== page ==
7. Rise Magic – Rise Magic features tutorials and performances by Grant and Chandler Henry, who have experience in both magic and cardistry, and have put together a large number of solid tutorials on many popular card flourishes.
Are there others? For sure. It’s a big world, and the number of people in it that are doing cardistry is growing all the time. This is by no means a complete list, but it will give you some good leads to start with. Cardistry is a very personal journey, and your path might take you in a very different direction than mine, and that’s totally fine. To find more, head to the “Resource and Beginners Guide” that has been put together by the cardistry community on Reddit [link] or their giant list of cardistry moves and tutorials [link]. Their material includes a very long list of moves categorized by type, along with links to places you can learn them.
I also recommend that you connect with other cardists on social media, and join an online community. There are lots of places online where cardists come together to talk about their favourite decks and moves, and share videos about the latest and greatest things. The cardistry community over on Reddit has around 60,000 subscribers, and is a great place to start.
So go out there with your deck of cards, start throwing, spinning, cutting, and tossing, and above all, have fun!
Want to give cardistry a whirl – literally? Why not treat yourself to a nice cardistry deck from PlayingCardDecks, and give cardistry a go for yourself? The Virtuoso FW17 deck created by The Virts is an ideal place to start, but you will find many other creative and colourful decks that are ideal for cardistry by checking the range at PlayingCardDecks here.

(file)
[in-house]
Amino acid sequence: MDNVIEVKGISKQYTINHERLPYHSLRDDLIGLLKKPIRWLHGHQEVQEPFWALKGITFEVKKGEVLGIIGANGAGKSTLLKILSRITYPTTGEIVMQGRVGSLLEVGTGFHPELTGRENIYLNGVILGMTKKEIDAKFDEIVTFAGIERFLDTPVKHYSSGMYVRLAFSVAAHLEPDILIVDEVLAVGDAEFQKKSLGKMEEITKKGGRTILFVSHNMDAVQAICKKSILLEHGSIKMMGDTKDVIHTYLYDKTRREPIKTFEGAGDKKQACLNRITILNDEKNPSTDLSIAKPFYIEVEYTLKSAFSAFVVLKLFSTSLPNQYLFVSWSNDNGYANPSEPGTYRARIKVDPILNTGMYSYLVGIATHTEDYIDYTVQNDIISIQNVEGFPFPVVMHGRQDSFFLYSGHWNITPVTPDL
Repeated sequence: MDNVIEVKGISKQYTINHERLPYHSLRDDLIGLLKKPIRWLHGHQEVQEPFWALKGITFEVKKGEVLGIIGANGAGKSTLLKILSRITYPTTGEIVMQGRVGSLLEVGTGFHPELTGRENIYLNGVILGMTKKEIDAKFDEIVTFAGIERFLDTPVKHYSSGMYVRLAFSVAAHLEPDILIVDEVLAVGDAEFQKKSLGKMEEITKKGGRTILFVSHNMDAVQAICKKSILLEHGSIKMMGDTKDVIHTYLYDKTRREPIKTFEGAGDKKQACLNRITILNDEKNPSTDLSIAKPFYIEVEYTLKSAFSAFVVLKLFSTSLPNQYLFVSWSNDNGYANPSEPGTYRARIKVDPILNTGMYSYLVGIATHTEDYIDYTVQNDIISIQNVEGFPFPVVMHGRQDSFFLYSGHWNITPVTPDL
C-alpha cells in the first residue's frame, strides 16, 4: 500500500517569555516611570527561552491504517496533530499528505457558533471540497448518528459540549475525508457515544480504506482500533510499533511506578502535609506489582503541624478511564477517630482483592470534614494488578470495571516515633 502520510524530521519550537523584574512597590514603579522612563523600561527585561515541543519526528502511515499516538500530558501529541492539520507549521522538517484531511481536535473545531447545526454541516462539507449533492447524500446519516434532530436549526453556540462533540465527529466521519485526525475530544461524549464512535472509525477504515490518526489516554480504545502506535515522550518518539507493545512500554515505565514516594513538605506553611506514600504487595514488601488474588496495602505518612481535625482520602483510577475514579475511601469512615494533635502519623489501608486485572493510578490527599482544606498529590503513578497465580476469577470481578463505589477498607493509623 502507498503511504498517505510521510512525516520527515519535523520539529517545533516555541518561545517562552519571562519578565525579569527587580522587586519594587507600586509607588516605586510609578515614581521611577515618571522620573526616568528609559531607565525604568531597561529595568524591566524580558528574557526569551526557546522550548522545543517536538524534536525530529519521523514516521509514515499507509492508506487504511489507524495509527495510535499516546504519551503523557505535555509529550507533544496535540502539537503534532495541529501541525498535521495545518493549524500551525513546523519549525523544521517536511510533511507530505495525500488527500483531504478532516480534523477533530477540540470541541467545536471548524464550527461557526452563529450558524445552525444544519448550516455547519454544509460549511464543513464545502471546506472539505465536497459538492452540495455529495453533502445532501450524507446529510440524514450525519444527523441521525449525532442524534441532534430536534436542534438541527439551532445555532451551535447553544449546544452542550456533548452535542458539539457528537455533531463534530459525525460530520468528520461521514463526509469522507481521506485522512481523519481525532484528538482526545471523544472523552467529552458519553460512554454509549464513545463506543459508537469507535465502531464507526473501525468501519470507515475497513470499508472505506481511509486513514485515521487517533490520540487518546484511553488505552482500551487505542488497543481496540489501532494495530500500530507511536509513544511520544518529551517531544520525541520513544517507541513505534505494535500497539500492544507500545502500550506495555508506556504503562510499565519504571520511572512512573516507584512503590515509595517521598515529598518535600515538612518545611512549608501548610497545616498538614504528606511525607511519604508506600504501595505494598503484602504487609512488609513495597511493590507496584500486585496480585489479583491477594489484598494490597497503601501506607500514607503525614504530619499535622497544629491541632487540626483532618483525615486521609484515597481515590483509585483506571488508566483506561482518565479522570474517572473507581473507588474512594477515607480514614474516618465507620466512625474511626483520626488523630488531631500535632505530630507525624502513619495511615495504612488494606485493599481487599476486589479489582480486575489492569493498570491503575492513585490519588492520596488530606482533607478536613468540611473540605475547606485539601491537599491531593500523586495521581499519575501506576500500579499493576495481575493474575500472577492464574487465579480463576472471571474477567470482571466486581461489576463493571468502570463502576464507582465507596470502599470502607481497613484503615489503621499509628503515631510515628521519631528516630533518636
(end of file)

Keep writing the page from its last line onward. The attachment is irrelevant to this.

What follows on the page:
About the writer: EndersGame is a well-known and highly respected reviewer of board games and playing cards. He loves card games, card magic, cardistry, and card collecting, and has reviewed several hundred boardgames and hundreds of different decks of playing cards. You can see a complete list of his game reviews here, and his playing card reviews here. He is considered an authority on playing cards and has written extensively about their design, history, and function, and has many contacts within the playing card and board game industries. You can view his previous articles about playing cards here. In his spare time he also volunteers with local youth to teach them the art of cardistry and card magic.